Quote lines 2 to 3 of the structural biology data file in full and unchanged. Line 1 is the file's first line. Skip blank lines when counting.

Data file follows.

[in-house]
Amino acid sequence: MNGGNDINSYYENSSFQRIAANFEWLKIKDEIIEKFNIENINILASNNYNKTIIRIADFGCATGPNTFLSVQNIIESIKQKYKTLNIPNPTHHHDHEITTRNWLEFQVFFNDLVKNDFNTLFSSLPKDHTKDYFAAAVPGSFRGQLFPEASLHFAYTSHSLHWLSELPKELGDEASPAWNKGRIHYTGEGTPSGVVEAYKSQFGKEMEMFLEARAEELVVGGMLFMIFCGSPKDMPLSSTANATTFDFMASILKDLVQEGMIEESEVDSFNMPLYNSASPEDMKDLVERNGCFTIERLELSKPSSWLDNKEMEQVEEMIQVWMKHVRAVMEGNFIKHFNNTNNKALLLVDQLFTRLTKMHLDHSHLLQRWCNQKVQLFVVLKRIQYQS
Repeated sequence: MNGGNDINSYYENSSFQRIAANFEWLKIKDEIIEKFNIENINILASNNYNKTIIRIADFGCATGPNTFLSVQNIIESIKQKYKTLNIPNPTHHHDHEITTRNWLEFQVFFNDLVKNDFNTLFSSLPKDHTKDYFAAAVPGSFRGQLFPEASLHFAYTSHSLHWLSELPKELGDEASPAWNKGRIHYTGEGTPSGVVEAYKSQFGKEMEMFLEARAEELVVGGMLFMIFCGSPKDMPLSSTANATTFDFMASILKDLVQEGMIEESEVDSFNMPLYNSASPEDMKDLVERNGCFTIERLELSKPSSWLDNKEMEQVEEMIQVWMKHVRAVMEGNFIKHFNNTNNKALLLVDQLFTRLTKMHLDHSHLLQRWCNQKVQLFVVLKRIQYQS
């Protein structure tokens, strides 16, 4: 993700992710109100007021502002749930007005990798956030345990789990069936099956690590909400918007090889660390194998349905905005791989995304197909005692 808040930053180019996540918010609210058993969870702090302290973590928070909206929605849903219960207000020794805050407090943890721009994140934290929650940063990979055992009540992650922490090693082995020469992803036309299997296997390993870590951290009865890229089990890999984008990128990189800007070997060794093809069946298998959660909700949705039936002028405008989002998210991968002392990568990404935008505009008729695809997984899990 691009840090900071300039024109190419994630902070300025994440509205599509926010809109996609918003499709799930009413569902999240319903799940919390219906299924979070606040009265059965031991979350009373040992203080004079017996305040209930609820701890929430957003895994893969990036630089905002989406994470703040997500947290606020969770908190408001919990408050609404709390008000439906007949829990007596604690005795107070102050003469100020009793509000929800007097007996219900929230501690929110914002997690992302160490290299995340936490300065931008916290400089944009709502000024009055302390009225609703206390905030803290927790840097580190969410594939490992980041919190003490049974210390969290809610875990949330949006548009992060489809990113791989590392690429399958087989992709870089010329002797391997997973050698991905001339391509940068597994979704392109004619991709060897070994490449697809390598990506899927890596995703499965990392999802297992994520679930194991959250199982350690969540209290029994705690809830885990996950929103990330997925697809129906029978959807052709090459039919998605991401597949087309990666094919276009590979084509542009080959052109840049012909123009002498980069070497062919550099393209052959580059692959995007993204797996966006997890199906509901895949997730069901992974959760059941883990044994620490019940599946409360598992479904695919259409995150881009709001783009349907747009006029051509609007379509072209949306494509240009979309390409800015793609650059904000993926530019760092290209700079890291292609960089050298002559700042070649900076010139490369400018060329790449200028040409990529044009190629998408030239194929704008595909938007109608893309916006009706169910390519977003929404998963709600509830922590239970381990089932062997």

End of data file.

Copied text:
Amino acid sequence: MNGGNDINSYYENSSFQRIAANFEWLKIKDEIIEKFNIENINILASNNYNKTIIRIADFGCATGPNTFLSVQNIIESIKQKYKTLNIPNPTHHHDHEITTRNWLEFQVFFNDLVKNDFNTLFSSLPKDHTKDYFAAAVPGSFRGQLFPEASLHFAYTSHSLHWLSELPKELGDEASPAWNKGRIHYTGEGTPSGVVEAYKSQFGKEMEMFLEARAEELVVGGMLFMIFCGSPKDMPLSSTANATTFDFMASILKDLVQEGMIEESEVDSFNMPLYNSASPEDMKDLVERNGCFTIERLELSKPSSWLDNKEMEQVEEMIQVWMKHVRAVMEGNFIKHFNNTNNKALLLVDQLFTRLTKMHLDHSHLLQRWCNQKVQLFVVLKRIQYQS
Repeated sequence: MNGGNDINSYYENSSFQRIAANFEWLKIKDEIIEKFNIENINILASNNYNKTIIRIADFGCATGPNTFLSVQNIIESIKQKYKTLNIPNPTHHHDHEITTRNWLEFQVFFNDLVKNDFNTLFSSLPKDHTKDYFAAAVPGSFRGQLFPEASLHFAYTSHSLHWLSELPKELGDEASPAWNKGRIHYTGEGTPSGVVEAYKSQFGKEMEMFLEARAEELVVGGMLFMIFCGSPKDMPLSSTANATTFDFMASILKDLVQEGMIEESEVDSFNMPLYNSASPEDMKDLVERNGCFTIERLELSKPSSWLDNKEMEQVEEMIQVWMKHVRAVMEGNFIKHFNNTNNKALLLVDQLFTRLTKMHLDHSHLLQRWCNQKVQLFVVLKRIQYQS